A video of Dorothy Height talking about her contribution to the Civil Right’s Movement: https://youtu.be/W5lJ2VzaOR8
In 1990, Height and fifteen other African-Americans formed the African-American Women for Reproductive Freedom. She also served as chairperson of the Executive Committee of the Leadership Conference on Civil Rights towards the end of her life.
She was awarded the Presidential Medal of Freedom in 1994 and the Congressional Gold Medal in 2004. She died in Washington DC on April 20, 2010 at the age of 98.
Sources: Dorothy Height Wikipedia Page
Fannie Lou Hamer
Fannie Hamer was a civil rights activist, focusing on voting rights and women’s rights. Co-founder of organizations such as the Freedom Democratic Party and the National Women’s Political Caucus and organizer of the Mississippi’s Freedom Summer and the Student Nonviolent Coordinating Committee (SNCC), Fannie was a stalwart defender of liberty. She fought for years before her health deteriorated and during that time she was extorted, threatened, assaulted, and shot at by white nationalists and policemen. She unsuccessfully ran for Mississippi State Senate in 1971 and sued the government of Sunflower County Mississippi in 1970 for illegal segregation.
Born in 1917 in Mississippi, the last of 20 children. She spent most of her childhood picking cotton as a sharecropper, attending the plantation’s school between picking seasons. In 1944, the plantation owner realized she was literate and made her time and record keeper. She met her husband on the plantation and had two children, one of the girls dying because she was denied at the hospital because of Fannie’s activism.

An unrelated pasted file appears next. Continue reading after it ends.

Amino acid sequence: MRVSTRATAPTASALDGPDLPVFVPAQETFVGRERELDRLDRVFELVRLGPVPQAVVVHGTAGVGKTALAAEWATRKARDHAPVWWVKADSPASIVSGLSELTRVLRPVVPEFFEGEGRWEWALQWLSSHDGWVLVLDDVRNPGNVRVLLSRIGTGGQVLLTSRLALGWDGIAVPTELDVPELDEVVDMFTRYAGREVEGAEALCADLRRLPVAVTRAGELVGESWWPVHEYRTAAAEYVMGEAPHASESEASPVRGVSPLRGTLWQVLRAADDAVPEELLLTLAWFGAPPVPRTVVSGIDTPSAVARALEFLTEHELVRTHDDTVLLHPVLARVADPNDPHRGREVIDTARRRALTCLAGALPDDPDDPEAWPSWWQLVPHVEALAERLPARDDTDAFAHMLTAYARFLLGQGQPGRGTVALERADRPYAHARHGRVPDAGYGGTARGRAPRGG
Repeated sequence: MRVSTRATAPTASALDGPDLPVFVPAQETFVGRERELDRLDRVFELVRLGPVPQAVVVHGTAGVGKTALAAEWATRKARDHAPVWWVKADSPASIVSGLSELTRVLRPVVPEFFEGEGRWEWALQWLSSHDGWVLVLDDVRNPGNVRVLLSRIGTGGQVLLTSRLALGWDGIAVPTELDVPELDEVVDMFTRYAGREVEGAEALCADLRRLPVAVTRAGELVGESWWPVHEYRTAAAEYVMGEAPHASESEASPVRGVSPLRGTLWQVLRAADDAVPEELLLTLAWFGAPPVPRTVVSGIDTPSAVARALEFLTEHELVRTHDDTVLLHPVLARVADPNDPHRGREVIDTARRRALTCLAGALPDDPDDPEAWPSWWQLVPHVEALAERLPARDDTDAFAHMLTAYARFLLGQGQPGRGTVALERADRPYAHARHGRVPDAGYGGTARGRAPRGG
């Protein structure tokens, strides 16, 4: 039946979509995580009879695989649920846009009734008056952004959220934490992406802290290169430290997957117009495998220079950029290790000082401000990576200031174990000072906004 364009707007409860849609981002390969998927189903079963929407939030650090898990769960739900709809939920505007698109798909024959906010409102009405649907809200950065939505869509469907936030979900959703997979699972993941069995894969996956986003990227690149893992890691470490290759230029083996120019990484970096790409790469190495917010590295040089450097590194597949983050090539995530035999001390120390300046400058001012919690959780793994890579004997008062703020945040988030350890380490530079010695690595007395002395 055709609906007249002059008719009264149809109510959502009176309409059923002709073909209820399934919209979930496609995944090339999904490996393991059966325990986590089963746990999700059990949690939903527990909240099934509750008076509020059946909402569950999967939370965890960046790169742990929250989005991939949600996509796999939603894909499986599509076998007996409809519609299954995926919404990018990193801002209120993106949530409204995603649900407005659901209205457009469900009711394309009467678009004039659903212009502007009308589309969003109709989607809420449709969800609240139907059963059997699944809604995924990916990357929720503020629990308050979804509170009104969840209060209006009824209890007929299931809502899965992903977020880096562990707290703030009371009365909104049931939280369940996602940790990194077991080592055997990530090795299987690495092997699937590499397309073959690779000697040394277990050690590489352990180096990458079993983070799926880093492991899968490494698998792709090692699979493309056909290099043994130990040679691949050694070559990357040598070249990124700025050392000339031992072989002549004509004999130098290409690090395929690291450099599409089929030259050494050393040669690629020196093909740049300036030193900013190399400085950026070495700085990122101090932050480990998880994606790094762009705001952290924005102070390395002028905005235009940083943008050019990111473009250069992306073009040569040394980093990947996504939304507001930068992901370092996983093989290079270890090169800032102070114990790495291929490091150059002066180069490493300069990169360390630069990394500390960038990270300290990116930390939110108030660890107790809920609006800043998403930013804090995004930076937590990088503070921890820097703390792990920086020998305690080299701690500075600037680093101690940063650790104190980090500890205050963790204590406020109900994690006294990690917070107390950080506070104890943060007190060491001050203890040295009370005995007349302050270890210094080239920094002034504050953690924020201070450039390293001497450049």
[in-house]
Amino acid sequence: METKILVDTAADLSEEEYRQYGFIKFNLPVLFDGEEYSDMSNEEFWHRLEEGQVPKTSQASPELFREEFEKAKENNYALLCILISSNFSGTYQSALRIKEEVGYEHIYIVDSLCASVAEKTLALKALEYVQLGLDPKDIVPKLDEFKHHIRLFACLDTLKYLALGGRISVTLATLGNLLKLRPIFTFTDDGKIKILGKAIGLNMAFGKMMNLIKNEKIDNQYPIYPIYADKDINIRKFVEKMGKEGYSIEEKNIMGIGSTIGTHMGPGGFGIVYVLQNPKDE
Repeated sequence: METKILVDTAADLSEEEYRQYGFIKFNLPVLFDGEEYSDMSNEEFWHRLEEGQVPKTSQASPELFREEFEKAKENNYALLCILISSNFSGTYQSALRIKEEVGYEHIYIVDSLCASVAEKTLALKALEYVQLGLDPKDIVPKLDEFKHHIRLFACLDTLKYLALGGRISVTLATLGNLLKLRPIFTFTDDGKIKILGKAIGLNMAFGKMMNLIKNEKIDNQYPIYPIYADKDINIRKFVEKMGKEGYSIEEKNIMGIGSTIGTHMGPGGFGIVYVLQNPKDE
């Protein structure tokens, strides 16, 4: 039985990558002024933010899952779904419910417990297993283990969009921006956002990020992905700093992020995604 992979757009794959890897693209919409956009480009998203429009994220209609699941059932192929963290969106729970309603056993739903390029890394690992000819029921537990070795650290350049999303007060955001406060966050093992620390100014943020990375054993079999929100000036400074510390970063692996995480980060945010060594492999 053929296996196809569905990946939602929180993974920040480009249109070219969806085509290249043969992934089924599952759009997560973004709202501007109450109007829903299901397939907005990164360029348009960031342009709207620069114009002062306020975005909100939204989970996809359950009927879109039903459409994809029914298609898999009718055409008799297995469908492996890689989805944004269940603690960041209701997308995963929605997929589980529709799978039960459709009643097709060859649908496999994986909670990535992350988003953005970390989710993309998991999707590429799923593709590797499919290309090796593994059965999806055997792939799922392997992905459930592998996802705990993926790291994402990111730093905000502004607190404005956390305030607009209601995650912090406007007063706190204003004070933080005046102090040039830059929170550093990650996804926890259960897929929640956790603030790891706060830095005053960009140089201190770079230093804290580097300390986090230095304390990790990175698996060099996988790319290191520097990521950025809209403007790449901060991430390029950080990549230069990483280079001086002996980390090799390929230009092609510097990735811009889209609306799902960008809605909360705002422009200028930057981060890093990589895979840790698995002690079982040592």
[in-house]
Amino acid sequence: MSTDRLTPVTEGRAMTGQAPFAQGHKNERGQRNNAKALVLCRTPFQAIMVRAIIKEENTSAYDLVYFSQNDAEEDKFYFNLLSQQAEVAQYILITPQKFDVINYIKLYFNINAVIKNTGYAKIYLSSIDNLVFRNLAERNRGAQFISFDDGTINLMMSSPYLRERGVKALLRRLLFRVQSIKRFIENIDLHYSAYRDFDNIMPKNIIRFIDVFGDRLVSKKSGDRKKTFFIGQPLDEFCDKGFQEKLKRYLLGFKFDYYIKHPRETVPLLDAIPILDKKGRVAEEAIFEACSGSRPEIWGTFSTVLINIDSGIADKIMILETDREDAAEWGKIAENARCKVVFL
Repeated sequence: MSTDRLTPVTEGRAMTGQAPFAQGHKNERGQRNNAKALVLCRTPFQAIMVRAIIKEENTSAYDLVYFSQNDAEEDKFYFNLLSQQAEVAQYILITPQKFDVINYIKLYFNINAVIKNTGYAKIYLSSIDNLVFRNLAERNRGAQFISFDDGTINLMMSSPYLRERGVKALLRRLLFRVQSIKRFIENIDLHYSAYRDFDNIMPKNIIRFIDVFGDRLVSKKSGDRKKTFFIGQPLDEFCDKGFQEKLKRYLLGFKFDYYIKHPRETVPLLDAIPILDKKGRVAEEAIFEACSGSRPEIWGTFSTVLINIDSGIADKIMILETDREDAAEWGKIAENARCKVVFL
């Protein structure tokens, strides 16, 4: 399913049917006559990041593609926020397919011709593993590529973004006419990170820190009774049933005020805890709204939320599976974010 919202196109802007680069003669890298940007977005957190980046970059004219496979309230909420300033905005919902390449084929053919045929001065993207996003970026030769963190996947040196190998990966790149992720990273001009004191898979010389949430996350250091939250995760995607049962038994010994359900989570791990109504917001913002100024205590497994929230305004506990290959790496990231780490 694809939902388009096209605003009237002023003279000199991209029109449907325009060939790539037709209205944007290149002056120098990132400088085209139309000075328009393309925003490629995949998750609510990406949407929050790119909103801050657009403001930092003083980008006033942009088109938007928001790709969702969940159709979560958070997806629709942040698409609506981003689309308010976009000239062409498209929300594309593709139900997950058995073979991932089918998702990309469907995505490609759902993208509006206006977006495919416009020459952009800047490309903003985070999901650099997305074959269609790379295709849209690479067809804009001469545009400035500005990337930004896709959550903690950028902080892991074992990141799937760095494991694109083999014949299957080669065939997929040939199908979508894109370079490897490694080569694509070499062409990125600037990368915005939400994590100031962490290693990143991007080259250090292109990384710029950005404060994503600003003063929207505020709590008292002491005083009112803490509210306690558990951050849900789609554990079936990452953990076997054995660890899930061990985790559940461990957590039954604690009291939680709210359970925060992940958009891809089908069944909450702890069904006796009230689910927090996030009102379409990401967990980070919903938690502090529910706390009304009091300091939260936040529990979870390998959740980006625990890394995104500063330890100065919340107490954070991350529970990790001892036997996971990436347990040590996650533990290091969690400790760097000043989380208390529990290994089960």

In 1961, Fannie went to the doctors for a surgery to remove a tumor. The doctor sterilized her. This was a common practice in Mississippi and left Fannie mentally scarred and some say, contributed to the poor health that always plagued her.
Fannie’s first real step into activism was when she tried to register to vote in 1962. She was rejected because of Mississippi’s voter suppression laws and she was fired from the plantation for even trying. Fannie moved from house to house as her husband continued to work on the plantation. While staying with her friend, she was shot at sixteen times by white supremacists. Thankfully, no one was hurt, and Fannie wasn’t deterred. She went to the courthouse again to try and register again and, again, she was turned away.
All of this is on account we want to register, to become first-class citizens, and if the Freedom Democratic Party is not seated now, I question America. Is this America, the land of the free and the home of the brave, where we have to sleep with our telephones off the hooks because our lives are threatened daily because we want to live as decent human beings in America?
— Fannie Lou Hamer